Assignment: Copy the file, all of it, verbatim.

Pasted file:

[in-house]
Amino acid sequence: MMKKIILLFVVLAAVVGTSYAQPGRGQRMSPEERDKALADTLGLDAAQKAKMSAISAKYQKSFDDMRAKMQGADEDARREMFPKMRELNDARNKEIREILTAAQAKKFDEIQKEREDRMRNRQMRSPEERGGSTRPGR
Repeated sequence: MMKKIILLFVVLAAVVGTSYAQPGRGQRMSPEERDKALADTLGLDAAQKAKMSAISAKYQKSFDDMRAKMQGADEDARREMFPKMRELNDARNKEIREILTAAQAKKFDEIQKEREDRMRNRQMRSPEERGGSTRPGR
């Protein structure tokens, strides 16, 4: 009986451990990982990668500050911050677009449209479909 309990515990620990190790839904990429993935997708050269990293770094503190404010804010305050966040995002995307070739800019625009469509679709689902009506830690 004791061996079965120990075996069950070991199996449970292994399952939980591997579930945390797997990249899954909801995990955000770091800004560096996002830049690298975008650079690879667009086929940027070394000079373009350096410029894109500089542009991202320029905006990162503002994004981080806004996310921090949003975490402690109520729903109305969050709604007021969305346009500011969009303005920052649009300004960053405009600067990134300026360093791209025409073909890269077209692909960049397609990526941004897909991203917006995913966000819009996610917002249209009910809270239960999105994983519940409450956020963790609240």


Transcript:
[in-house]
Amino acid sequence: MMKKIILLFVVLAAVVGTSYAQPGRGQRMSPEERDKALADTLGLDAAQKAKMSAISAKYQKSFDDMRAKMQGADEDARREMFPKMRELNDARNKEIREILTAAQAKKFDEIQKEREDRMRNRQMRSPEERGGSTRPGR
Repeated sequence: MMKKIILLFVVLAAVVGTSYAQPGRGQRMSPEERDKALADTLGLDAAQKAKMSAISAKYQKSFDDMRAKMQGADEDARREMFPKMRELNDARNKEIREILTAAQAKKFDEIQKEREDRMRNRQMRSPEERGGSTRPGR
């Protein structure tokens, strides 16, 4: 009986451990990982990668500050911050677009449209479909 309990515990620990190790839904990429993935997708050269990293770094503190404010804010305050966040995002995307070739800019625009469509679709689902009506830690 004791061996079965120990075996069950070991199996449970292994399952939980591997579930945390797997990249899954909801995990955000770091800004560096996002830049690298975008650079690879667009086929940027070394000079373009350096410029894109500089542009991202320029905006990162503002994004981080806004996310921090949003975490402690109520729903109305969050709604007021969305346009500011969009303005920052649009300004960053405009600067990134300026360093791209025409073909890269077209692909960049397609990526941004897909991203917006995913966000819009996610917002249209009910809270239960999105994983519940409450956020963790609240």